Notice of Online Archive

  • This page is no longer being updated and remains online for informational and historical purposes only. The information is accurate as of the last page update.

    For questions about page contents, contact the Communications Division.

Debra Gilkerson ’06 (Albany, Calif.) made a presentation at the 19th annual National Conference on Undergraduate Research on her creation of a complex digital mapping system for 60 years’ worth of paper records at the Easton Area Joint Sewer Authority.

Roger Ruggles, associate professor of civil and environmental engineering, guided Gilkerson, a civil engineering major and music minor, for the independent research project.

“In order to benefit authority personnel more and make their lives easier when tracing problems and addressing customer complaints, the project evolved into making a mapping database system,” she says.

Her database contains digital records, a map of system lines, and locations of about 100 pre-treatment plants. It links the plants to paper records stored in specific locations.

“Basically, when you click on the location of a property, a Word document will pop up telling you where each individual file is located,” she says.

Users will immediately know the specifications of lines and treatment stations and what chemicals are permitted or not permitted by the authority. The database also informs users of properties linked to certain lines and the lines linked to certain plants.

“If customers complain about an odor, for example, this is ultimately going to help the maintenance people find the problem faster and solve the problem faster, so the response time is going to be quicker,” she explains.

If plant workers discover an unauthorized chemical at a pre-treatment plant, they will be able to trace where the leak is coming from based on the information known about the properties of each line.

Ruggles notes that the program’s benefits extend beyond the sewer authority.

“Typically, in class the problems aren’t as open-ended,” he says. “While we do have design projects that are open-ended, for her as a junior to be able to go out and work on something that provides a significant benefit to the community, I think that’s something very valuable in her education.”

Ruggles, who has been involved with dozens of undergraduate research projects, says Gilkerson’s is on par with some of the most advanced ones.

“I think it is at a high level,” he says. “At conferences where the papers themselves are peer reviewed, you do have a mechanism there to filter out anything that is not of high quality.”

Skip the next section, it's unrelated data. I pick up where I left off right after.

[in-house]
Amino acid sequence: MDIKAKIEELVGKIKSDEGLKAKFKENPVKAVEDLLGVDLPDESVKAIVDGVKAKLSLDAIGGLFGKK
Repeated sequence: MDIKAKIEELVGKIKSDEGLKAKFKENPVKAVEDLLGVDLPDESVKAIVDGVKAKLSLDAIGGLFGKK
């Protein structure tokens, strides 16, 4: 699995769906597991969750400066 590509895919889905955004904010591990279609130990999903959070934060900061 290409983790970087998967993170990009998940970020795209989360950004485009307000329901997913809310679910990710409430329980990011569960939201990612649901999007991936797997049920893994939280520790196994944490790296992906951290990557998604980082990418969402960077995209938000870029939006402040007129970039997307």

Although mastering some of the software was a challenge, Gilkerson was able to apply much of the knowledge gained at Lafayette and develop essential communication and people skills needed to thrive in the workplace.

“I’ve used the GIS program in class and I’ve used the AutoCAD program to map things, but I’ve never mapped anything this real,” she says. “This has helped me deal with a lot of the job-related aspects of leaving Lafayette and made me more comfortable with what I’m getting into.”

Ruggles knew the project would be a success under Gilkerson’s care.

“The biggest advantage that she has is that she works independently extremely well,” he says. “She conducted a lot of this research last summer while I was in Africa and it wasn’t like she could run up to my office and ask me a question. She was able to go through it and figure out several things right on her own.”

Gilkerson is a member of the student chapter of the American Society of Civil Engineers and sings in Bethlehem’s Bach choir. She graduated high school from Marin Academy.

A Fulbright Scholar to Makerere University, Kampala, Uganda, Ruggles regularly involves students in his research. He was part of a team of four Lafayette students and two professors who spent six weeks in Uganda last summer, examining issues related to the wetlands surrounding Lake Victoria with their peers at Makerere University through a program funded by the National Science Foundation.

He has played a major leadership role in obtaining grants from the National Science Foundation totaling more than $450,000. Ruggles has presented research at the American Society of Civil Engineers EWRI World Water and Environmental Resources Congress, American Society of Agricultural Engineers Annual International Meeting, and the first International Conference on Geospatial Information in Agriculture and Forestry.

Independent study courses are among several major opportunities at Lafayette that make the College a national leader in undergraduate research, Lafayette sends one of the largest contingents to the National Conference on Undergraduate Research each year. Thirty-nine students were accepted to present their research at this year’s conference.

Categorized in: Academic News